Whilst we all love our MacBooks, iMacs, and Map Pros, they can begin to slow down over time, no matter how carefully we use them. This can happen for a variety of reasons, such as software updates creating bigger and more memory-intensive apps as well as taking up more hard drive space, or bugs can creep in with installed programs. Let’s look at how to speed up Mac computers.
Part 1: Check Your Mac
Establishing the Age of Your Mac
The first thing we need to do is figure out which version of Mac you have. Each new model of Apple's lineup replaces the previous version, but the product names are not differentiated. Apple distinguishes one model from another by its year, period, and screen size. For example, the MacBook (13-Inch, Mid 2010) is a somewhat different machine that the MacBook (13-Inch, Late 2008).To obtain your model details, here is what to do:
- On your Mac, go to the Apple Menu (Upper-left corner).
- On the panel that opens, click on About This Mac.
- A window will pop up showing your device details. Select the Serial number and copy it.
- Go to Apple's Check Your Service and Support Coverage.
- Paste in your serial number and click Continue. Your model will now be displayed.
Apple Hardware Test
Before launching into software fixes, we should first check whether there are any hardware issues.
Follow these simple steps:
- Shut down your Mac.
- Disconnect all external devices, except keyboard, mouse, display, and ethernet cable.
- Be sure that your Mac is on a flat hard surface and is well ventilated.
For Apple silicon
- Turn your Mac on and continue to hold the power button down.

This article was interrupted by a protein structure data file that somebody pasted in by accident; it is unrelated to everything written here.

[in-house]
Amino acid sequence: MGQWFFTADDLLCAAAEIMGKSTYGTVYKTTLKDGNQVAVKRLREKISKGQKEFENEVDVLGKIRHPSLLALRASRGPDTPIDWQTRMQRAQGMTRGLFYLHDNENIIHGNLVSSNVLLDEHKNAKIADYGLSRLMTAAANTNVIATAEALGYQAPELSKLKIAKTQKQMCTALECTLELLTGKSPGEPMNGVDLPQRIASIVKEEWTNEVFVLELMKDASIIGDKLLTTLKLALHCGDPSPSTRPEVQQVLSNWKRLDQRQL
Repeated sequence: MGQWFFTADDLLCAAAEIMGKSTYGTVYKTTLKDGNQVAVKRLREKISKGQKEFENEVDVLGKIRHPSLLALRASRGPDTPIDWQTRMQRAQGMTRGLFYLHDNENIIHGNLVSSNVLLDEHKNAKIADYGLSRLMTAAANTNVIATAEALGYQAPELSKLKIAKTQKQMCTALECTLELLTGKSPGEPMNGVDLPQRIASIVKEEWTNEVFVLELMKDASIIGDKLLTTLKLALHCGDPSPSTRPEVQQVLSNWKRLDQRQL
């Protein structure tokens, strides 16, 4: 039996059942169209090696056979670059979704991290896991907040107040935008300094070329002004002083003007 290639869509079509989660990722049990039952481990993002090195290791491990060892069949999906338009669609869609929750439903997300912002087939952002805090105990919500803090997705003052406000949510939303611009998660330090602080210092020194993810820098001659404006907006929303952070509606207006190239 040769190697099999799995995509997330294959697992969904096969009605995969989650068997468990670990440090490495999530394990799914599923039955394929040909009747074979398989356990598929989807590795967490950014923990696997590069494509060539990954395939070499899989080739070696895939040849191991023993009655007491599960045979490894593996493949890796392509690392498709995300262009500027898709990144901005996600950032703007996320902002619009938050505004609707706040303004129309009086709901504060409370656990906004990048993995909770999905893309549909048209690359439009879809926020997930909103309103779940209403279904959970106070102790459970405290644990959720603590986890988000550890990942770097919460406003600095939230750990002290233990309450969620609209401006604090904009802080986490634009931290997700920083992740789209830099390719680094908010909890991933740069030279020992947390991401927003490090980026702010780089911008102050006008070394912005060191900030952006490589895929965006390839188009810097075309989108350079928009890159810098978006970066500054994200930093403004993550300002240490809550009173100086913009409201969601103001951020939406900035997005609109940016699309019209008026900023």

- When the start-up options appear, release the power button and press ⌘ and D together.
For Intel processors
- Turn on your mac and then immediately press and hold D whilst your Mac starts up.
- Release the key once the progress bar or language selection options appear.
Once the diagnostic is complete, the results will be shown. If there are any problems, you will receive a code, which you can look up here.
Part 2: How to Make Your Mac Run Faster
Whether you need to know how to speed up a Macbook Pro or an old Macbook Air, running through these fixes should return a little more spring in the step of your old machine. If you’re wondering 'How can I make my Mac run faster?' then hold on tight, as we're launching straight into the top 12 ways to optimize your Mac computer.
Way 1 Disable Resource-hogging Processes
When your Mac's system resources are split multiple ways, it becomes less responsive. You may have many programs installed that each take a portion of memory or CPU power. By finding out what is active, and disabling anything you no longer need, you will regain some processing power.
Here is what you need to do.
- Go to Finder > Applications > Utilities > Activity Monitor.
- Go to the CPU tab. If you click this, it will sort the processes in order of highest usage.
- Double click on any app with high CPU usage. Be sure that you know what process you are checking before you take any further steps.